Kekova by boat

We were picked up early in the morning with all our gear and driven to Uçağiz,a little town 20kms from Kaş just near the sunken city.
We had to wait a little while for the boat to depart but had a great breakfast on the harbour sitting in the sun.
Our first stop was a little way down the coast at a tiny village where there was a castle that has the world’s earliest and smallest amphitheatre carved out of a single rock in the mountain. There wasn’t much detail left but it was great to see it nestled in the castle’s courtyard. The walls of the castle were great too because they were topped with three different block designs from the Lycians, Romans and Byzantines. The Lycian had triangular ones, the Romans has curved one and the Byzantines had one that looked like an M.
I befriended a museum worker and he showed me around the church with a great big bowl for baptising that is filled with wine and the local primary school. It only has one teacher and 5 pupils but a great view from the playground!
Further up from the village was a Lycian necropolis with really well preserved tombs. One had great lion’s heads sticking out.
Back on the boat we sailed to the island of Kekova to see the city. It was interesting because of our guide but wasn’t quite as impressive as we’d imagined. The contrast between the Lycian and Roman architecture was good to see though. It’d sunk during an earthquake and separated from the mainland which meant that because it’s so hard to get there it was still like it had been for centuries.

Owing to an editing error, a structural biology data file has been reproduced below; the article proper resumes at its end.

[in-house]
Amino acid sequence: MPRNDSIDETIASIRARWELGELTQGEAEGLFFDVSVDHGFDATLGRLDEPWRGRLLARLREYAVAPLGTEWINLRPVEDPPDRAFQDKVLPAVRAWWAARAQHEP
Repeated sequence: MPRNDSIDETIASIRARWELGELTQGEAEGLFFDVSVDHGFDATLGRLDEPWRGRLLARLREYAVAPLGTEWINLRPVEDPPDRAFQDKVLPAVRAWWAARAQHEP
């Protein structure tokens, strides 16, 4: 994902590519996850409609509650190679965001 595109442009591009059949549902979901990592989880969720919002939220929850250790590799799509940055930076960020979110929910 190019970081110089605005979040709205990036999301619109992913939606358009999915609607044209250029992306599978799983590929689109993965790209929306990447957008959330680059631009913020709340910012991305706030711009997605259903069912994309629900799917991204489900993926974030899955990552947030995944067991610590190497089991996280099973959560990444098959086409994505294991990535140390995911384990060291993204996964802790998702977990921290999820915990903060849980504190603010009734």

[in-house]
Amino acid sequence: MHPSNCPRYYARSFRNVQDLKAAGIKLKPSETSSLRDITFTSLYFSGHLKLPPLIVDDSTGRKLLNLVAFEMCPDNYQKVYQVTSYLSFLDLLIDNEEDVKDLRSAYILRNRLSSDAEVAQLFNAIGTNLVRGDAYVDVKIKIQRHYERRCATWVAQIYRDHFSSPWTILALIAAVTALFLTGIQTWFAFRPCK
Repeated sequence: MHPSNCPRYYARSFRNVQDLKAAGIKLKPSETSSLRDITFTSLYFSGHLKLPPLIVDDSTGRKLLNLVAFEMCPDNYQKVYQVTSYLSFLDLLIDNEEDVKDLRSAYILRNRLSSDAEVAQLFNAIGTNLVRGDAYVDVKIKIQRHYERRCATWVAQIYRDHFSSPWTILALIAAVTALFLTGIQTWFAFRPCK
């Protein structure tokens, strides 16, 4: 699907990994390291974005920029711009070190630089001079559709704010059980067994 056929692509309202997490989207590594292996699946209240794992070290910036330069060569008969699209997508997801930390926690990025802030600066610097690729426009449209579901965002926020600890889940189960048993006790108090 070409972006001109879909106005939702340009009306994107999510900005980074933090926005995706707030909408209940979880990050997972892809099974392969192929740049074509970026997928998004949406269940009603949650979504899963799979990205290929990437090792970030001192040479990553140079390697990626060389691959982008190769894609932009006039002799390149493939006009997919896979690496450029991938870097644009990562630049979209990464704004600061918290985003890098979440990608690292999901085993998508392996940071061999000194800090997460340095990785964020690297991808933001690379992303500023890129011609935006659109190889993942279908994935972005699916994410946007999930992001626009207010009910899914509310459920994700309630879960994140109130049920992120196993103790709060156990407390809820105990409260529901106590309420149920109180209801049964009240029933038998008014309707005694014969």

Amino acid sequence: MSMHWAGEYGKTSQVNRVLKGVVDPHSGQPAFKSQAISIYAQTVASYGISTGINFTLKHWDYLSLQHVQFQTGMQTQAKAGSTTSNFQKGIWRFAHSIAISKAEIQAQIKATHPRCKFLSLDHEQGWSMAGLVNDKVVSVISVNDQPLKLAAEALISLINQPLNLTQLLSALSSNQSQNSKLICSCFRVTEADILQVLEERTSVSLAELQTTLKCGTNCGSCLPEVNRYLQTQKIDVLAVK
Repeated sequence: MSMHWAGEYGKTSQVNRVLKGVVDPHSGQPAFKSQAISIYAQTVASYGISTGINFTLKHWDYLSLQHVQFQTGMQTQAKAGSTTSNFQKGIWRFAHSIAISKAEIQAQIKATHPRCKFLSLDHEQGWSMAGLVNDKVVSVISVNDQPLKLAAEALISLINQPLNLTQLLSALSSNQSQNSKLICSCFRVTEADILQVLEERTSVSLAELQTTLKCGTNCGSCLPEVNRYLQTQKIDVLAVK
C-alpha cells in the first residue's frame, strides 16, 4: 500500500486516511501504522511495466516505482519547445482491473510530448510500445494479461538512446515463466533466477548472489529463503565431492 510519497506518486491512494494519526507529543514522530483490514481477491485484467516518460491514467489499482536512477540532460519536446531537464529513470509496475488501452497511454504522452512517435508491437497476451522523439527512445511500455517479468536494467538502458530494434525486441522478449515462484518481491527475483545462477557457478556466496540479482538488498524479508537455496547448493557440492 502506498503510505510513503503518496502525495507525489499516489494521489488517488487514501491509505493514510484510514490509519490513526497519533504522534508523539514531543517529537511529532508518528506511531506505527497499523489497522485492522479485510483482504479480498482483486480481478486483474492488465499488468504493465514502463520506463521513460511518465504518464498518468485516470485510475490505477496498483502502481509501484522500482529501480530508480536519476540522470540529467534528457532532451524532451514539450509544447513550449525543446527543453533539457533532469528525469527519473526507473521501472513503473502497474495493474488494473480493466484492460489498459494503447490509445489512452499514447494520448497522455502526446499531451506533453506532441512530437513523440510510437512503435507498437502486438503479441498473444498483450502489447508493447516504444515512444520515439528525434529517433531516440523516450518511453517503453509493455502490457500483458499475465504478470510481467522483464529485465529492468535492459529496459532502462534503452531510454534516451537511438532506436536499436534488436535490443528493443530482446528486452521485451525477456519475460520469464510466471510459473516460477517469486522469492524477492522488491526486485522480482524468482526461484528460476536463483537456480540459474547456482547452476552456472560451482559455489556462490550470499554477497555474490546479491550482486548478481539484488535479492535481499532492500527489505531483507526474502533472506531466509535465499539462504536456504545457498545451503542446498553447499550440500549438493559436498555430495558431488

We had lunch in a beautiful little harbour where we got taking to a lovely Canadian couple who shared some hot tips about Rhodes and Santorini and some great stories of some amazing adventures like a 9 month trip from the north of Africa right down to the south. We might have inspired them to bike ride though Europe similar to our 07 trip because the wife had been thinking she’d like to do a cycling trip somewhere. I think dad’s got some competition though because the husband will be ’74 years young’ when they do it. Dad still has a few more years of cycling ahead now!
Back at Uçağiz at about 6:00 we rode to Demre just 25kms away. We had a brilliant ‘dangerous mountain rode’ ride through a couple of great, traditional Turkish towns. It was comforting to see that not everywhere along the coast here has been commercialised and package tourist-ised! The terrain was still hilly but the views made up for it all. We were so glad to have heard about this and not had more highways. We were escorted through one town by the local ten year old bicycle gang with many ‘Hellooooo! My name is Ali!’s.
We camped just near Demre, Andriake, at an interesting place where we think we were given one of the worker’s huts to sleep in because they had shirts and pants on coats hangers on the wall and a half empty bottle of shaving cream and a razor! Emily, Jordy and I had to pitch the tent to escape the mozzies though!

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Filed under 2012, Ankara to Athens, Gallery

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